Friday, November 28, 2014

Notes on TJ Jarrett's poems

I first became aware of TJ Jarrett in Poetry magazine, where one of her poems appeared. I was intrigued by what I read there so I decided to look around for more of her work. Eventually, I purchased both of her books, Ain't No Grave (2013) and Zion (2014).

Since I got them together, I've been reading them both going back and forth between the two. I was drawn to Ain't No Grave early on because of the recurring treatment of death throughout the volume. Nah, I'm not morbid, just was fascinated with what Jarrett might do with the subject. Interestingly her poem "At the Repast," which I first encountered in Poetry, is published in Zion. Perhaps, it was her poem "How to Speak to the Dead," initially published in Rattle, that I found later and was reminded to get both Jarrett's books.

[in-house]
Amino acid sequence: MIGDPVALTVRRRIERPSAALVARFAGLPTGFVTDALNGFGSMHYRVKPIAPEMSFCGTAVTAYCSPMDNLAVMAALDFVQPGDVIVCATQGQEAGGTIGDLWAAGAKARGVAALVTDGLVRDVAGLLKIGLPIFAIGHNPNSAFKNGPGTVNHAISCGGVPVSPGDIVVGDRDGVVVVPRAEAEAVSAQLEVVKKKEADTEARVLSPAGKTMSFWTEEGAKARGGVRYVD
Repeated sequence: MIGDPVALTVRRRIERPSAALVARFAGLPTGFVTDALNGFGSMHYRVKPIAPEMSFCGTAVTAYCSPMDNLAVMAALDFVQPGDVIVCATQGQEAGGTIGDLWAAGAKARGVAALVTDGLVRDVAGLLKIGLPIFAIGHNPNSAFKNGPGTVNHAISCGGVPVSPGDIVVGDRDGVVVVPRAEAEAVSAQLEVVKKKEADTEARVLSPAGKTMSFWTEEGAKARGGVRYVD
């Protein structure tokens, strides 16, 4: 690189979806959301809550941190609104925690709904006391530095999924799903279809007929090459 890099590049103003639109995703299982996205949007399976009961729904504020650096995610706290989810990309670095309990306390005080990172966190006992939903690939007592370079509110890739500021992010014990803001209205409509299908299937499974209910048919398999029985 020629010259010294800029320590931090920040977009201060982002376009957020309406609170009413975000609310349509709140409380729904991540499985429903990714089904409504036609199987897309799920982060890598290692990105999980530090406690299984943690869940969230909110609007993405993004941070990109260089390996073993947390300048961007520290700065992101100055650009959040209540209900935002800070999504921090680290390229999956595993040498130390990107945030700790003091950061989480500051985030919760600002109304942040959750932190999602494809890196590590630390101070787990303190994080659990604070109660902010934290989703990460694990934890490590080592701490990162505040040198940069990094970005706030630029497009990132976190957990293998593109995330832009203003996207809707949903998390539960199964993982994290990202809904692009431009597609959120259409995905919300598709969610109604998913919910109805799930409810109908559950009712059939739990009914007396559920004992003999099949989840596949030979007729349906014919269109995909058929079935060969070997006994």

Either way, I'm glad I've added this poet to the mix.

What caught my interest from Zion so far has been a series of poems related to Theodore Bilbo throughout the sections of the volume. Jarrett has a few other poems concentrating on moments in Meridian, Mississippi, in 1978, 1958, 1951, 1963, and 1964. Jarrett is a southern poet and interested in history, which maybe goes without saying. 

It's been a busy semester of public programming and grading, so I haven't had enough time to gather all my thoughts and scribblings concerning Jarrett's volumes into a coherent essay. Hopefully, I'll catch up soon. In the meantime, I'll keep reading and jotting down notes. 

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